Journal of Bioremediation & Biodegradation
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Greenhouse gas emissions and limited fossil fuel reserves increase the need to find alternative ways to generate substitutes
for petroleum-derived products such as ethylene. Ethylene is a simple alkene of commercial value due to multitude of
large-scale uses in plastic industry and ever growing demand. One of the promising approaches is to use cyanobacterial cells as
biological factories, through their photosynthetic capacity to produce ethylene using atmospheric CO2 and water as substrates.
The biosynthesis of ethylene has been studied in Synechococcus sp 7942 by over-expressing the heterologous ethylene forming
enzyme (efe) from Pseudomonas syringae which converts the endogenous metabolic precursor 2-oxoglutarate to ethylene. As
a volatile gas, ethylene then diffuses out from the cell and spontaneously separates into the culture headspace for collection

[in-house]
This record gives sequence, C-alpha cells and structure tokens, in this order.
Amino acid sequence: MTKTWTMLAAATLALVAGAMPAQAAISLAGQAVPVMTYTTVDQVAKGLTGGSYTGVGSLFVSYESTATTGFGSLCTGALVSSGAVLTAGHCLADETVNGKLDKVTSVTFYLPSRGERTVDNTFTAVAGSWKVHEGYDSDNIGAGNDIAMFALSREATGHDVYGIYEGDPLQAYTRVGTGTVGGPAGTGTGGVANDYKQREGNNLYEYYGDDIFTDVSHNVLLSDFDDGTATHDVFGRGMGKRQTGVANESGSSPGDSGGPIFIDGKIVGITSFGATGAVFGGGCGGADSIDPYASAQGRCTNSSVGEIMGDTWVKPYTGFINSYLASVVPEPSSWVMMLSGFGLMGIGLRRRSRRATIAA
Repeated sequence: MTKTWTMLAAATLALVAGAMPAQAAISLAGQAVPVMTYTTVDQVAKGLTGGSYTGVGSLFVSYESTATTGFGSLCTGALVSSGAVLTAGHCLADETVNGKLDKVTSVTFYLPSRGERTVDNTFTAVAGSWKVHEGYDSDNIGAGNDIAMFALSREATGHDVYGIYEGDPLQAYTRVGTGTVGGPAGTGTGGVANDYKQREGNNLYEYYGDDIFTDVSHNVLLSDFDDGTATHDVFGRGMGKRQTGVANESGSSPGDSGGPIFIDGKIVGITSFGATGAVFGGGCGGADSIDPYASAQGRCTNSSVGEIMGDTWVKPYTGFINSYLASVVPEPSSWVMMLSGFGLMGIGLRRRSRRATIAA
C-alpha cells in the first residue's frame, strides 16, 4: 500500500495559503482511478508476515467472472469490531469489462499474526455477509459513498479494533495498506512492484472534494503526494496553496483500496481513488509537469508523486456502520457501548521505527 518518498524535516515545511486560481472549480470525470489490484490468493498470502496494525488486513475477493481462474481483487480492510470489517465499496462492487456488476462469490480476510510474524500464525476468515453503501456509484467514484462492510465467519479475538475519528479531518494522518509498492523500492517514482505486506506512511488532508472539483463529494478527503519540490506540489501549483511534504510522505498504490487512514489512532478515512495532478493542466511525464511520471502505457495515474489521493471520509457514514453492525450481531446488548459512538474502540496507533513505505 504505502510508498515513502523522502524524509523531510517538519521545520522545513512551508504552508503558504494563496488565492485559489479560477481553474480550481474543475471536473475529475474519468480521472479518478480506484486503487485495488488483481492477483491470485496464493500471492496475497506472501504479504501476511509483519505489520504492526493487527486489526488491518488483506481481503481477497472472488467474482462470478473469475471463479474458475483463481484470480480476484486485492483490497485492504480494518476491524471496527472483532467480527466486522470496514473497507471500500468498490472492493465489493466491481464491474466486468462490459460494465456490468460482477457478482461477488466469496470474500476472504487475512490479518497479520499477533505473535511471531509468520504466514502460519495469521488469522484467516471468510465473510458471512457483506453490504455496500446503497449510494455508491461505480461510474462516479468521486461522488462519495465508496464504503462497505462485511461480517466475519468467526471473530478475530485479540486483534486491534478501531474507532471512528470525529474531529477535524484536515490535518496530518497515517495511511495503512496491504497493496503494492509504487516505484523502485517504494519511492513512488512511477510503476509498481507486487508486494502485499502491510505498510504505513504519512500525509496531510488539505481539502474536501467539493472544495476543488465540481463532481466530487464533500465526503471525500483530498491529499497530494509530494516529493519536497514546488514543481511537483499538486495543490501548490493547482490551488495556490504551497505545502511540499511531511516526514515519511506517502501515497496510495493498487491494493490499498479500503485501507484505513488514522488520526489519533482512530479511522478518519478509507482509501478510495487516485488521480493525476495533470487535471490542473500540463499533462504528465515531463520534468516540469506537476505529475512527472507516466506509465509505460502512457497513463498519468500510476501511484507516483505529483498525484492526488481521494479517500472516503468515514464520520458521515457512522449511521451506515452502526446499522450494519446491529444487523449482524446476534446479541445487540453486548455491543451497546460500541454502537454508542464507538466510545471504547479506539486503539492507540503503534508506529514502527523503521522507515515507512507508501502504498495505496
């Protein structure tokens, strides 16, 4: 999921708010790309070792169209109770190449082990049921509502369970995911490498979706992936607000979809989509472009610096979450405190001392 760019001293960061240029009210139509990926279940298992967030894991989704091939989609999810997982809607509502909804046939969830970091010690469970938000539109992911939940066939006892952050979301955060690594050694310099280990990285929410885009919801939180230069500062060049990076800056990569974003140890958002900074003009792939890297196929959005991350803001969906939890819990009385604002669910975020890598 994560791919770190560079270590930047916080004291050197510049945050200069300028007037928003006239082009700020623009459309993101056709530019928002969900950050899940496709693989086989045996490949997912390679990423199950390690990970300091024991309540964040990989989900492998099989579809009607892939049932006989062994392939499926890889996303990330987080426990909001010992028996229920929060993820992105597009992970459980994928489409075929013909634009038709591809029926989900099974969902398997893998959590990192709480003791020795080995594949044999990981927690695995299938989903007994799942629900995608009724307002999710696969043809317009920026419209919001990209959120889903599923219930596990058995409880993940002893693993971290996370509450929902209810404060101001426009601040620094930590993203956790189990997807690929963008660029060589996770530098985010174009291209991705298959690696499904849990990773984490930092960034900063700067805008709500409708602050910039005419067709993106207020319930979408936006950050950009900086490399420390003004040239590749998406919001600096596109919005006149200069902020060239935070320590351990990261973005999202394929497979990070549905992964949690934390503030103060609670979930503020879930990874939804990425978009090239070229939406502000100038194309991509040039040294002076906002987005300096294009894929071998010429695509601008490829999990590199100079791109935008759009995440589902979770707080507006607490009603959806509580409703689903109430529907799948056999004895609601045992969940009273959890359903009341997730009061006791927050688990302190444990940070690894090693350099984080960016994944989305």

and analysis. We have studied different aspects of observed genetic instability which have earlier compromised prolonged
ethylene production in Synechococcus, and have developed stable production strains capable of sustained autotrophic
ethylene biosynthesis. Although the production levels still remain below the threshold required for commercial applications,
cyanobacteria have been intensively studied in this respect, and a range of molecular biology tools and production platforms
are being developed and characterized.
Veronica Carbonell is Licentiate on Environmental Sciences by the University of Miguel Hernandez with strong international background and has participated in international programs such as Erasmus at Free University of Brussels (Belgium), FARO at John Innes Center (UK) and IAESTE at Silesian University of Technology (Poland). Currently, she is pursuing her PhD from the University of Turku, Finland.